Maps track early arrival of spring
If it feels like spring is early this year, that's not just your imagination. A new set of maps from the USA National Phenology Network shows just how ahead of schedule spring has sprung across the county.
To build the maps, the researchers used the Spring Leaf and Bloom Indices, which are climate change indicators based on nationwide field observations collected about when enough heat has accumulated to initiate leafing and blooming in common and temperature-sensitive flowering plants.
That information was combined with recent nationwide heat and temperature data from the National Oceanic and Atmospheric Administration, including daily data used for the National Weather Service, and historical daily data from a database maintained by Oregon State University, all adjusted each day to a two-mile resolution, according to a report from the U.S. Geological Survey, the lead agency in the National Phenology Network.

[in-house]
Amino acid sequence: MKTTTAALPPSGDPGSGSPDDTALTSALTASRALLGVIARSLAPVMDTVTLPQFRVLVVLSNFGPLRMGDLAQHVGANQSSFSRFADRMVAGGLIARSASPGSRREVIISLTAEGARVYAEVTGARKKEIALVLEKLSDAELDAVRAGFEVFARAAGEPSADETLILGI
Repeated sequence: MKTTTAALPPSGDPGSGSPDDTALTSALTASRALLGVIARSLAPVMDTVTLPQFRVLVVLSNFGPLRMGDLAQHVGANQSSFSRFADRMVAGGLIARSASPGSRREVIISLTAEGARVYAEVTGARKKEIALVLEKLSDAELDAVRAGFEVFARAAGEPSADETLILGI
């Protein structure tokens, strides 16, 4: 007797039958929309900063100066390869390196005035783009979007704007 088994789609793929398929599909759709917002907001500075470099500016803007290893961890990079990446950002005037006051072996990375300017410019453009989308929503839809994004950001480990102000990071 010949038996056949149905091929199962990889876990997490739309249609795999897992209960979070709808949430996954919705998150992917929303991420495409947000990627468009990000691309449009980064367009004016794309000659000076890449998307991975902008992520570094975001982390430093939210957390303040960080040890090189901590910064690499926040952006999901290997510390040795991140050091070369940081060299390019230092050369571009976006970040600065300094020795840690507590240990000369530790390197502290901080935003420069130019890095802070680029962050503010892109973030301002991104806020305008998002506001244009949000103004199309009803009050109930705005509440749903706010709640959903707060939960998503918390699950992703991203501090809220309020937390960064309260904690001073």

When the researchers applied the plant models to the recent weather data, they were able to create national-scale daily maps of leaf emergence for these plant species. By comparing the daily maps from this year to historical maps created the same way, they were able to show differences between this year and the long-term average (1981-2010).
Data used to develop these maps was collected by volunteers who recorded and shared phenological observations across the nation.
The USA National Phenology Network is a partnership among governmental and nongovernmental science and resource management agencies and organizations, the academic community and the public.
Posted by GCN Staff on Feb 28, 2017 at 11:05 AM